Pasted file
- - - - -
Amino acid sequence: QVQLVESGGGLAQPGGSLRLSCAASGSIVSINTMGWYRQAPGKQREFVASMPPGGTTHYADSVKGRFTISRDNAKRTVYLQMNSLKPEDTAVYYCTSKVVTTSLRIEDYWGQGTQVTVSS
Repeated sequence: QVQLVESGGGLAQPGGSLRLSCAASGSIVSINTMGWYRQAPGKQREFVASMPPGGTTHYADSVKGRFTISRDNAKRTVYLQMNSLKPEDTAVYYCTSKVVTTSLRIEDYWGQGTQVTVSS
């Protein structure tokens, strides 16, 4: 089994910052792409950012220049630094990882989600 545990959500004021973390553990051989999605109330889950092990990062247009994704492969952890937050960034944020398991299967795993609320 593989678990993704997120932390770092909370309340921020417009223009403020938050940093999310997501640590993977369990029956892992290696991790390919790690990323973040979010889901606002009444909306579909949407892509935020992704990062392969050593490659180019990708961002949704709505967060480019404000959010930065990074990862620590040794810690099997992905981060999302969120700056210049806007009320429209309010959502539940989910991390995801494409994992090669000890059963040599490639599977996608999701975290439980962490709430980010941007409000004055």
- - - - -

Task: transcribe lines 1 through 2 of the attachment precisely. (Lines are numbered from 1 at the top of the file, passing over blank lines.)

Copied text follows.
Amino acid sequence: QVQLVESGGGLAQPGGSLRLSCAASGSIVSINTMGWYRQAPGKQREFVASMPPGGTTHYADSVKGRFTISRDNAKRTVYLQMNSLKPEDTAVYYCTSKVVTTSLRIEDYWGQGTQVTVSS
Repeated sequence: QVQLVESGGGLAQPGGSLRLSCAASGSIVSINTMGWYRQAPGKQREFVASMPPGGTTHYADSVKGRFTISRDNAKRTVYLQMNSLKPEDTAVYYCTSKVVTTSLRIEDYWGQGTQVTVSS